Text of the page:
“The other position involved in this branch of the resolution, namely, ‘that the States are parties to the Constitution or compact,’ is, in the judgment of the committee, equally free from objection.” It is, indeed, true, that the term ‘States’ is sometimes used in a vague sense, and sometimes in different senses, according to the subject to which it is applied. Thus, it sometimes means the separate sections of territory occupied by the political societies within each; sometimes the particular governments established by those societies; sometimes those societies as organized into those particular governments; and, lastly, it means the people composing those political societies, in their highest sovereign capacity.” Although it might be wished that the perfection of language admitted less diversity in the signification of the same words, yet little inconvenience is produced by it, where the true sense can be collected with certainty from the different applications. In the present instance, whatever different constructions of the term ‘States,’ in the resolution, may have been entertained, all will at least concur in that last mentioned; because, in that sense the Constitution was submitted to the ‘States;’ in that sense the ‘States’ ratified it; and in that sense of the term ‘States,’ they are consequently parties to the compact, from which the powers of the Federal Government result.”
Having now established the position that the Constitution was a compact between sovereign and independent States, having no common superior, “it follows of necessity,” (to borrow the language of Mr. Madison,) “that there can be no tribunal above their authority to decide in the last resort, whether the compact made by them be violated, and consequently, that, as the parties to it, they must themselves decide, in the last resort, such questions as may be of sufficient magnitude to require their interposition.”
But, the gentleman insists that the tribunal provided by the Constitution, for the decision of controversies between the States and the Federal Government, is the Supreme Court. And here again I call for the authority on which the gentleman rests the assertion, that the Supreme Court has any jurisdiction whatever over questions of sovereignty between the States and the United States. When we look into the Constitution, we do not find it there. I put entirely out of view any act of Congress on the subject. We are not looking into the laws, but the Constitution.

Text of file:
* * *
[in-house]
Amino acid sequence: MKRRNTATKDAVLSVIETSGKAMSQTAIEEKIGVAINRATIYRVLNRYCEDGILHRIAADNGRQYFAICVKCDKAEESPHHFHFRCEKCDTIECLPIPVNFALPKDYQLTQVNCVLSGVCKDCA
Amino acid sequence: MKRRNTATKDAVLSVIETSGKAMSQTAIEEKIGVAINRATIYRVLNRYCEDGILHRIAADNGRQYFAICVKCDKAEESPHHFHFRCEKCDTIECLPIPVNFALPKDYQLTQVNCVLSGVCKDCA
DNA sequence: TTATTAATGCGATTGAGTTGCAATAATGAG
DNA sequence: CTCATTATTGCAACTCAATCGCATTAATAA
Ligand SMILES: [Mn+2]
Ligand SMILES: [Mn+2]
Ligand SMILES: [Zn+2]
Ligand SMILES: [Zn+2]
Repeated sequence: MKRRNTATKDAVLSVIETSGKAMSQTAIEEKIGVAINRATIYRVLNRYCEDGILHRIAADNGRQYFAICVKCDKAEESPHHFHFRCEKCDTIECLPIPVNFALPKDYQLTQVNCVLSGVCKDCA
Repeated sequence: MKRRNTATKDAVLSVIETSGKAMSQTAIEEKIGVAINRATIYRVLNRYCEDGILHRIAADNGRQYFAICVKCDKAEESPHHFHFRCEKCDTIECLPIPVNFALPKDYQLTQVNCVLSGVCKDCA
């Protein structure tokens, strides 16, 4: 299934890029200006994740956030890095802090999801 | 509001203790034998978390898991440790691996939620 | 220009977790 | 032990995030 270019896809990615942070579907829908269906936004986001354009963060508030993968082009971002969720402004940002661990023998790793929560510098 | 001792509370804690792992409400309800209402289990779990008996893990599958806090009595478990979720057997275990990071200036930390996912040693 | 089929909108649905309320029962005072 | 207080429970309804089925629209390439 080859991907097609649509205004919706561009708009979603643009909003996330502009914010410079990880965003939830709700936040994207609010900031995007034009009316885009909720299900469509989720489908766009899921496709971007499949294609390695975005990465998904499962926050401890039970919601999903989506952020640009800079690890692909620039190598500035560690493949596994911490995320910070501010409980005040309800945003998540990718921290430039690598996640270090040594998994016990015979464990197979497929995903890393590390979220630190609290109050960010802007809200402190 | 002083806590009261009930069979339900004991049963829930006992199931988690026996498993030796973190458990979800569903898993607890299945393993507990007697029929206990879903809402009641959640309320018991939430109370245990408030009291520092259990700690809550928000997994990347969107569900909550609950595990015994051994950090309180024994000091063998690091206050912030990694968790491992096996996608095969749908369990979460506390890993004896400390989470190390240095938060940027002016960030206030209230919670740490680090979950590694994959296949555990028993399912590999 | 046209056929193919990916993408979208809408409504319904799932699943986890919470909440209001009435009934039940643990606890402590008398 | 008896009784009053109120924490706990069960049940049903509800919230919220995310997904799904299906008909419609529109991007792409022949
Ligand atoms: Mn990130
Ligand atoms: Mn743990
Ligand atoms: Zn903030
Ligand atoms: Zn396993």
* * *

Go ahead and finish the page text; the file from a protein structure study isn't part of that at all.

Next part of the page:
It is clear that questions of sovereignty are not the proper subjects of judicial investigation. They are much too large, and of too delicate a nature, to be brought within the jurisdiction of a Court of justice. Courts, whether supreme or subordinate, are the mere creatures of the sovereign power, designed to expound and carry into effect its sovereign will. No independent state ever yet submitted to a Judge on the bench the true construction of a compact between itself and another sovereign. All Courts may incidentally take cognizance of treaties, where rights are claimed under them, but who ever heard of a Court making an inquiry into the authority of the agents of the high contracting parties to make the treaty,—whether its terms had been fulfilled, or whether it had become void, on account of a breach of its condition on either side? All these are political, and not judicial questions. Some reliance has been placed on those provisions of the Constitution which constitute “one Supreme Court,” which provide, “that the judicial power shall extend to all cases in law and equity arising under this Constitution, the laws of the United States and treaties,” and which declare “that the Constitution, and the laws of the United States which shall be made in pursuance thereof, and all treaties, &c. shall be the supreme law of the land,” &c. Now, as to the name of the Supreme Court, it is clear that the term has relation only to its supremacy over the inferior Courts provided for by the Constitution, and has no reference whatever to any supremacy over the sovereign States. The words are, “the judicial power of the United States shall be vested in one Supreme Court, and such inferior Courts as Congress may from time to time establish,” &c. Though jurisdiction is given “in cases arising under the Constitution,” yet it is expressly limited to “cases in law and equity,” shewing conclusively that this jurisdiction was incidental merely to the ordinary administration of justice, and not intended to touch high questions of conflicting sovereignty. When it is declared that the Constitution and the laws of the United States “made in pursuance thereof, shall be the supreme law of the land,” it is manifest that no indication is given either as to the power of the Supreme Court, to bind the States by its decisions, nor as to the course to be pursued in the event of laws being passed not in pursuance of the Constitution. And I beg leave to call gentlemen’s attention to the striking fact, that the powers of the Supreme Court in relation to questions arising under “the laws and the Constitution,” are co-extensive with those arising under treaties. In all of these cases the power is limited to questions arising “in law and equity,” that is to say, to cases where jurisdiction is incidentally acquired in the ordinary administration of justice. But as with regard to treaties, the Supreme Court has never assumed jurisdiction over questions arising between the sovereigns who are parties to it; so under the Constitution, they cannot assume jurisdiction over questions arising between the individual States and the United States.